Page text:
Cyberwarfare Works on Same Premises as Nuclear War

The computer worm Stuxnet didn’t exactly bore into the computers of workers in Iran’s nuclear program. In fact, whoever unleashed it — Israel or another state — sprayed it indiscriminately like machine gun fire. John Markoff of the New York Times reports:

The most striking aspect of the fast-spreading malicious computer program — which has turned up in industrial programs around the world and which Iran said had appeared in the computers of workers in its nuclear project — may not have been how sophisticated it was, but rather how sloppy its creators were in letting a specifically aimed attack scatter randomly around the globe.

Thus, perhaps because of a perceived time crunch on the part of the creators, it created what Markoff called “collateral damage” as if it were a military attack. Now for a riddle: name the weapon which never causes collateral damage? Nuclear weapons. Civilians, of course, form the better part of their intended targeted and are in no sense of the word collateral.

But cyberwarfare resembles nuclear weapons in other ways. Markoff also writes that cyberwarfare is . . .

. . . also raising fear of dangerous proliferation. . . . “Proliferation is a real problem, and no country is prepared to deal with it,” said Melissa Hathaway, a former United States national cybersecurity coordinator. The widespread availability of the attack techniques revealed by the software has set off alarms among industrial control specialists, she said: “All of these guys are scared to death. We have about 90 days to fix this before some hacker begins using it.”

Of course, with nuclear weapons, proliferation occurs at a glacial pace compared with malware. In other words, the dangers of proliferation, purely as a concept, are much greater with a worm. To a certain extent, the immediacy of the threat of worms and viruses makes up for the immensity of the threat from nuclear weapons.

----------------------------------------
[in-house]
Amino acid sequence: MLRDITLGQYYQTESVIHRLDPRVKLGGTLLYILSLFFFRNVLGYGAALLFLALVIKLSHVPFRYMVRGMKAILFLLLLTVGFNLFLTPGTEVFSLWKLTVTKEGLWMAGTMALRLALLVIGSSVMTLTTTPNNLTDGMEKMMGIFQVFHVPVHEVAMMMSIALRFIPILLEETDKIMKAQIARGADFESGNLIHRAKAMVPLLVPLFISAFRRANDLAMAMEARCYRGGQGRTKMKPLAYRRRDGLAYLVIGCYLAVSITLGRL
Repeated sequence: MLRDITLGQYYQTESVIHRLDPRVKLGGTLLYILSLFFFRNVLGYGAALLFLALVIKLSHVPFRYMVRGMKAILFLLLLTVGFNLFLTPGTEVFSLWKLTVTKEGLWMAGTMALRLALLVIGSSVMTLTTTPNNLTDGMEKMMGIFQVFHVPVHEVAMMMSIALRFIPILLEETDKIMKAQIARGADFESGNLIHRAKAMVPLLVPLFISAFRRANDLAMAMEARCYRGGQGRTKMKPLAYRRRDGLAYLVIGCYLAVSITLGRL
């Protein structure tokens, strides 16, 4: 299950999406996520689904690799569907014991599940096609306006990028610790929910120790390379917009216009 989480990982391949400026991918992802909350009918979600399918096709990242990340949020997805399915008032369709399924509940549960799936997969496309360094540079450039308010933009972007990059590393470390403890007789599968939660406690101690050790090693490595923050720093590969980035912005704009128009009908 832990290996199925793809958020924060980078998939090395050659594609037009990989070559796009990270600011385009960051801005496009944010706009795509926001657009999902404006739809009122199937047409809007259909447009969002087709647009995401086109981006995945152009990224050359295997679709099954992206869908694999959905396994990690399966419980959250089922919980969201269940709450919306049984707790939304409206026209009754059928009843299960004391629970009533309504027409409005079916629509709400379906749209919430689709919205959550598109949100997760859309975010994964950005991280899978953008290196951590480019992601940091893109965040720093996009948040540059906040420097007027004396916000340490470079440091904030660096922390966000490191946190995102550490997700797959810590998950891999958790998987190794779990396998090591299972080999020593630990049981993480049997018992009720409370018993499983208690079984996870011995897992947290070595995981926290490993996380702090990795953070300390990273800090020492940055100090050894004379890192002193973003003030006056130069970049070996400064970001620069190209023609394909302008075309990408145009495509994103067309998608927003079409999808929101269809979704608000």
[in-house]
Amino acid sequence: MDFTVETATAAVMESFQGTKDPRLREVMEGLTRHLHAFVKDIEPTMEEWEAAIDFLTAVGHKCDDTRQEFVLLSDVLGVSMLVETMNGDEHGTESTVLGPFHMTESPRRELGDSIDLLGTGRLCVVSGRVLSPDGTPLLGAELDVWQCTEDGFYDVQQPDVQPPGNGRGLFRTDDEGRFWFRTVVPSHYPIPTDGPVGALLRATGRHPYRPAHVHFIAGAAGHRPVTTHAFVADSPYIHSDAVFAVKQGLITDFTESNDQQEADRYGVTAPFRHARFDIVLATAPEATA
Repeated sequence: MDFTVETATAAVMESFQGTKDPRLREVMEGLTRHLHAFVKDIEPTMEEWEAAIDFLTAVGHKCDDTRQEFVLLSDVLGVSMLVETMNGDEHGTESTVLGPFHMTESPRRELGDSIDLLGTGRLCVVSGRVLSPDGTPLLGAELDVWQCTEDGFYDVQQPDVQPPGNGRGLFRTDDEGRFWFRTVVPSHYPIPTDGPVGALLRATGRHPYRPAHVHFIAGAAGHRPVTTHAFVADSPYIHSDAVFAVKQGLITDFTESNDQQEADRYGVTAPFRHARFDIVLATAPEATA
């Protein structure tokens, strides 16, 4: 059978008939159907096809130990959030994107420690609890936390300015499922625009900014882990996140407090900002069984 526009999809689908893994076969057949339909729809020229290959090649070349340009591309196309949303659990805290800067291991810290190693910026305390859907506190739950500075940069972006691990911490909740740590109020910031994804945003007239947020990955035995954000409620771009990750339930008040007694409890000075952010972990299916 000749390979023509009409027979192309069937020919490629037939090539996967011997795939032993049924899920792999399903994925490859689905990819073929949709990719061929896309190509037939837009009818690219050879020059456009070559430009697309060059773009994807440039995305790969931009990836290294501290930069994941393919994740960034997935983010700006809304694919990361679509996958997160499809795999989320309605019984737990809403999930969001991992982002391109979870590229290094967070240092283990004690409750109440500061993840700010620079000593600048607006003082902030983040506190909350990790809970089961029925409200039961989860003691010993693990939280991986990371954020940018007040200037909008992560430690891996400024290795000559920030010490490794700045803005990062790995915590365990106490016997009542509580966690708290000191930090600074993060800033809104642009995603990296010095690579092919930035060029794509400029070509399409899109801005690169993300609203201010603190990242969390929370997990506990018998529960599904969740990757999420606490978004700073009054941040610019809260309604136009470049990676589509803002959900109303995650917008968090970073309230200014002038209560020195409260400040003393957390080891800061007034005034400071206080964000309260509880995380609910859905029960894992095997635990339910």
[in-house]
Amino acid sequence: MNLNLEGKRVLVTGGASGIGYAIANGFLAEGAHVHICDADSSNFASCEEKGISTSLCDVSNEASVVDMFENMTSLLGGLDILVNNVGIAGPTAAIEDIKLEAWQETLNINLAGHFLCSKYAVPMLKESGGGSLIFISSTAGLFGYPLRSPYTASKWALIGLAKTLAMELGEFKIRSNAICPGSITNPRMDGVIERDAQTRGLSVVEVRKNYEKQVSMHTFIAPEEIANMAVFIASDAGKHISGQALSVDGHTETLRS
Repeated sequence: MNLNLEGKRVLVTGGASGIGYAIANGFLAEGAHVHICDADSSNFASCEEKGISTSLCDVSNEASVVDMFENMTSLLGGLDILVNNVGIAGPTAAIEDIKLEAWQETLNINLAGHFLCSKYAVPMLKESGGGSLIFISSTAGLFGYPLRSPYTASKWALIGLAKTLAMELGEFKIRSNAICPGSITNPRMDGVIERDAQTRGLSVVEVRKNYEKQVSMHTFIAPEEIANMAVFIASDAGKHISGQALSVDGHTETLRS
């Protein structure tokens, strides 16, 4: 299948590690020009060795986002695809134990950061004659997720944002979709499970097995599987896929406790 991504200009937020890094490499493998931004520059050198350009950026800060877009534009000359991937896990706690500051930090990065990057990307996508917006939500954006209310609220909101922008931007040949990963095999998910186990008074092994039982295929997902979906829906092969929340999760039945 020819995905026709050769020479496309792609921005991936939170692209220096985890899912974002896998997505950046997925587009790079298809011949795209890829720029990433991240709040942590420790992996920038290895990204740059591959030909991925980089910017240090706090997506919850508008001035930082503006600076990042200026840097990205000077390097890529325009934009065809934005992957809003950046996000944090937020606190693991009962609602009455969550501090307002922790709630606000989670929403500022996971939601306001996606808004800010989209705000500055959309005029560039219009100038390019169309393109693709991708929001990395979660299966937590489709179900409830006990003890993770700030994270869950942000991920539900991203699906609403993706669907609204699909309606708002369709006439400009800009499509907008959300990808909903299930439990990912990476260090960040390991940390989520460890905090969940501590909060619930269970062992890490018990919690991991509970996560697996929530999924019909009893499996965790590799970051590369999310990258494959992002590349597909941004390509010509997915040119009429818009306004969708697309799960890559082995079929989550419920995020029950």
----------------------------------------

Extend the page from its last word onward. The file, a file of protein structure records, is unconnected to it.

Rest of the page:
At War in Context, Paul Woodward called Stuxnet the Trinity test of Cyberwarfare. Which brings us to the most important similarity between nuclear war and cyberwarfare: love it or leave it — deterrence. Woodward rhetorically asks what the implications of Stuxnet are.

1. Iran has been served notice that not only its nuclear facilities but its whole industrial infrastructure is vulnerable to attack. As Trevor Butterworth noted: “By demonstrating how Iran could so very easily experience a Chernobyl-like catastrophe, or the entire destruction of its conventional energy grid, the first round of the ‘war’ may have already been won.”

2. The perception that it has both developed capabilities and shown its willingness to engage in cyberwarfare, will serve Israel as a strategic asset even if it never admits to having launched Stuxnet.

That’s why Woodward compares the Stuxnet attack to Trinity, the first U.S. nuclear test. A demonstration of the weapon’s power, it was intended to act as a deterrent to keep other states, such as Iran, from . . . what exactly? It might only motivate Iran to complete the nuclear-weapon development process. After all, it wouldn’t want to be two weapon systems — nuclear and cyber — down on Israel, would it?